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He doesn't let you see the ammo, when he shoots balloons, he uses shot shells, no missing.
Back when I was a kid I watched a fast draw demonstration at the State Fair, they never missed the balloons and they weren't using shot shells, they were using bullets made from paraffin wax. The wax bullets could pop the balloons but they couldn't penetrate the plexiglass sheet behind the balloons. You couldn't shoot lead bullets safely in a venue like a State Fairgrounds. I know they were wax bullets because they showed them to us to show us that what they were doing was safe for us bystanders.
 

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He was also accurate. He did a video a long time ago of him breaking a balloon at 200 yds with a .45 colt single action. He did it twice. The barrel would have covered the target at that range with the elevation he would have had to do. That man practiced a lot, his fingers were always black from gunpowder.
You use the barrel itself as part of the front sight. The front sight never leaves the target. As for shootouts in the old west they rarely happened. The Hickok Tutt fight is one of the better known ones and Bill braced across his left arm to make the shot. Not exactly fast draw but cold nerves. Low slung(buscadero)holsters didn't exist. Holsters covered the cylinder and all but the tip of the hammer. In most cases it took both hands to make a draw. One to hold the holster down and another to pull the gun. Leg ties and drop loop buscadero holsters are a Hollyweird invention.
 

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As far as who won the fight mentioned in the OP, who drew first? The person who knows when he is going to start drawing will usually beat someone who has to react to the other person drawing. Cowboy Fast Draw uses wax bullets and strong-side holsters. CAS allows both strong-side and cross draw, but you are supposed to dance around a little with the cross draw to keep the muzzle pointed down range. Some shooting games do not allow cross draw or shoulder holsters for safety reasons. I carry a handgun whenever I am at the farm and almost always have it in a cross draw holster because it is more convenient and comfortable when riding a tractor or ATV. I can get it out plenty fast enough.

I would imagine if you tried fast draw with a cross draw that you would have to be careful not to shoot your weak-side arm if you twisted your body to present your side to the target.
 

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We were at Tombstone AZ a few years ago and they had a target range in town. They used Colt 45's SA and wax bullets. I think they just used the primer and wax bullet. No powder. You shot a target 6 feet away. I was surprised to see they were very accurate.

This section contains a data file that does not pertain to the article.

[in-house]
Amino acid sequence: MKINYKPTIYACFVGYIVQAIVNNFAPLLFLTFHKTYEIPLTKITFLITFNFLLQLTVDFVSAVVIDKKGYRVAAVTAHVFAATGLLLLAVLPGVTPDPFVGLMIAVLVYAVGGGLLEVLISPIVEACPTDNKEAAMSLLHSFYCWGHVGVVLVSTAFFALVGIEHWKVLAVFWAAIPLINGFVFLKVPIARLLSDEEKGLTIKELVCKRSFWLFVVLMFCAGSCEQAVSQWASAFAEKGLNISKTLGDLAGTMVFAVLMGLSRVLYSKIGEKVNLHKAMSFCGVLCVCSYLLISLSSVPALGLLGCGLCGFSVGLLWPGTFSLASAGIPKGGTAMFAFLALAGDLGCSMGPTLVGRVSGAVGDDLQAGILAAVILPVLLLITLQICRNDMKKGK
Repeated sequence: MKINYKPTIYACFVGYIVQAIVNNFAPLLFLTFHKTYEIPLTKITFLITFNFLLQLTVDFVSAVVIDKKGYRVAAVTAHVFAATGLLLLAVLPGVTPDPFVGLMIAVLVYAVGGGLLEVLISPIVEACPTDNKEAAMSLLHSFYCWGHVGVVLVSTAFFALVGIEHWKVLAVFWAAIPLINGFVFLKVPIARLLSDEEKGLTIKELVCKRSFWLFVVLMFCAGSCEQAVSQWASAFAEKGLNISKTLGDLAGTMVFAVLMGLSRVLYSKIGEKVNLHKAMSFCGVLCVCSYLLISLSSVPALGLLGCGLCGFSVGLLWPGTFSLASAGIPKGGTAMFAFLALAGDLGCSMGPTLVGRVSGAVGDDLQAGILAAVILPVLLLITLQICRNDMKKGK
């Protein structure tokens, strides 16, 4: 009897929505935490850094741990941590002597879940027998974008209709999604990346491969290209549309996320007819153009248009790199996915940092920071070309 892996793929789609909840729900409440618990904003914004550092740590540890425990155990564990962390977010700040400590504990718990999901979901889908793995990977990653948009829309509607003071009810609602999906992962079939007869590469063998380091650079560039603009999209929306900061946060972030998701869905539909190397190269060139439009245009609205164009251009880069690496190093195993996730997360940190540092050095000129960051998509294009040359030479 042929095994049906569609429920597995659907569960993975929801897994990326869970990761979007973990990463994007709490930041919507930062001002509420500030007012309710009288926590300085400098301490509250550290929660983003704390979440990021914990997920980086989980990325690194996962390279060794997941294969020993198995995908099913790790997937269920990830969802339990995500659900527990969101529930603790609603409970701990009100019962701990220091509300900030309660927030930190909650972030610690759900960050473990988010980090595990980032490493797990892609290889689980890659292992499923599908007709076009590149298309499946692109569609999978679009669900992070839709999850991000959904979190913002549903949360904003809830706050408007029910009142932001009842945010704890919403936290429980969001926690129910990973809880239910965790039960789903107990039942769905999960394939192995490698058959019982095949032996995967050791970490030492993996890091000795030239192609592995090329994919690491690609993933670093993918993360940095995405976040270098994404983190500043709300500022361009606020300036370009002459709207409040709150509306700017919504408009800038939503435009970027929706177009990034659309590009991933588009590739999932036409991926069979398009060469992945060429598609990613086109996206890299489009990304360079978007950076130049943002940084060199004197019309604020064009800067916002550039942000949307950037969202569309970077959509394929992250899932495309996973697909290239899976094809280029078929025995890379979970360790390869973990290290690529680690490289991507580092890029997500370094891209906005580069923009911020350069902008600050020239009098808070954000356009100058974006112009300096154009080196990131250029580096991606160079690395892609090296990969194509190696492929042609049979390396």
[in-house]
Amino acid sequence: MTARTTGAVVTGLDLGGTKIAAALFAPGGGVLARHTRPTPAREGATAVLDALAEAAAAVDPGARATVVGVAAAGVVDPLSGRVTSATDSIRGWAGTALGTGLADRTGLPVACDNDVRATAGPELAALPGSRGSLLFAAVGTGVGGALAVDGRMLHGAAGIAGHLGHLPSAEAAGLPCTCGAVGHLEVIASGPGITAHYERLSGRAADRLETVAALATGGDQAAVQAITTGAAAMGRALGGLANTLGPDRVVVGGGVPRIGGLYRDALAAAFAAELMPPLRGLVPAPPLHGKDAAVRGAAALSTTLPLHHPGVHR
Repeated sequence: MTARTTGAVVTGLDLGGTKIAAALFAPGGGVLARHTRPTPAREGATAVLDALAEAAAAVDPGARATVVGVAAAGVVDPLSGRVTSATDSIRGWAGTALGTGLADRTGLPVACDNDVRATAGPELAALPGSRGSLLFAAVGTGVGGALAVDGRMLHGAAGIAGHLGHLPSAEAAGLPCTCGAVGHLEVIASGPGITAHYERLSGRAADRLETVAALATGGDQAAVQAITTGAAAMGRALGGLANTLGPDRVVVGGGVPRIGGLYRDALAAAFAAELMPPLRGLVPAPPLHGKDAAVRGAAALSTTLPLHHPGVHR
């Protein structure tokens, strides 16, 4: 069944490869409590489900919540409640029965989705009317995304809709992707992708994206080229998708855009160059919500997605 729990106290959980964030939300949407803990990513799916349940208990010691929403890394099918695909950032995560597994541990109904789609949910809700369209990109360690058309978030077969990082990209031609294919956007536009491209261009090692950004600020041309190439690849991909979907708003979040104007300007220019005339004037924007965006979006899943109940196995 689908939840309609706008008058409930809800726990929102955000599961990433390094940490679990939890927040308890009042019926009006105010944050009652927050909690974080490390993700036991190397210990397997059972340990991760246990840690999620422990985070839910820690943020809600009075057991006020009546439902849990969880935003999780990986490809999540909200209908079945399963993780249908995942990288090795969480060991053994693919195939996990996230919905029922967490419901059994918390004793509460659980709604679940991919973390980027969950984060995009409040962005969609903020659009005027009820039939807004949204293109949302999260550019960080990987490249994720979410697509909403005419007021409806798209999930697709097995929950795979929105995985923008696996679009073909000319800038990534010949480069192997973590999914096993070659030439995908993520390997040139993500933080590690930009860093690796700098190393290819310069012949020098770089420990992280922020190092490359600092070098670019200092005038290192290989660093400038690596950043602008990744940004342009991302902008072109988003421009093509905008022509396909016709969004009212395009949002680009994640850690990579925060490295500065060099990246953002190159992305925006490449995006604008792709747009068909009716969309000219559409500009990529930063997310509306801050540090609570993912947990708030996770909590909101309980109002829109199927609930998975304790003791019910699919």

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The biggest problem I’ve seen is that too many people who practice quickdraw is they aren’t keeping the trigger finger off the pistol or revolver trigger as they are drawing from the holster. Safe handgun handling has to be practiced at all time. The trigger finger has to be laid along side of the firearm until it is high enough to address the target. There are hundreds of videos on YouTube of ADs at combat style competitions because someone thinks they’re going to shave a couple of tenths of a second off their shooting score. Those ADs only get them disqualified. Then there are the individuals that shot them selves. To me, these are the biggest fudds and the cynic in me laughs at their stupidity.
 

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At the end of the day, I'm not sure it'll boil down to one drawing style (crossdraw vs. hip) being faster than the other. It'll depend on who's doing the drawing. Even THEN, you eventually approach a level of skill where it's not a question of who's faster. It's a question of who's faster, THAT DAY. Anyway, that's the way it looks to me.
 

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Ive done fast draw live ammo competition, with autoloaders (usually 1911's) for many years, both openly worn and concealed. Without a timer, a target that registers hits and a 5 try average, you'll have no clue which is fastest for you. Te best concealment and the fastest CCW draws, from hands at sides is at the navel, with the rig canted like an FBI behind the hip rig, for best concealment and sit down comfort. Sub 1.0 second can be averaged, from under a T shirt, at 5 yds for 5 draws and chest hits. From a hand in pocket start, tho, .70 second can be averaged, with a good front pants pocket holster.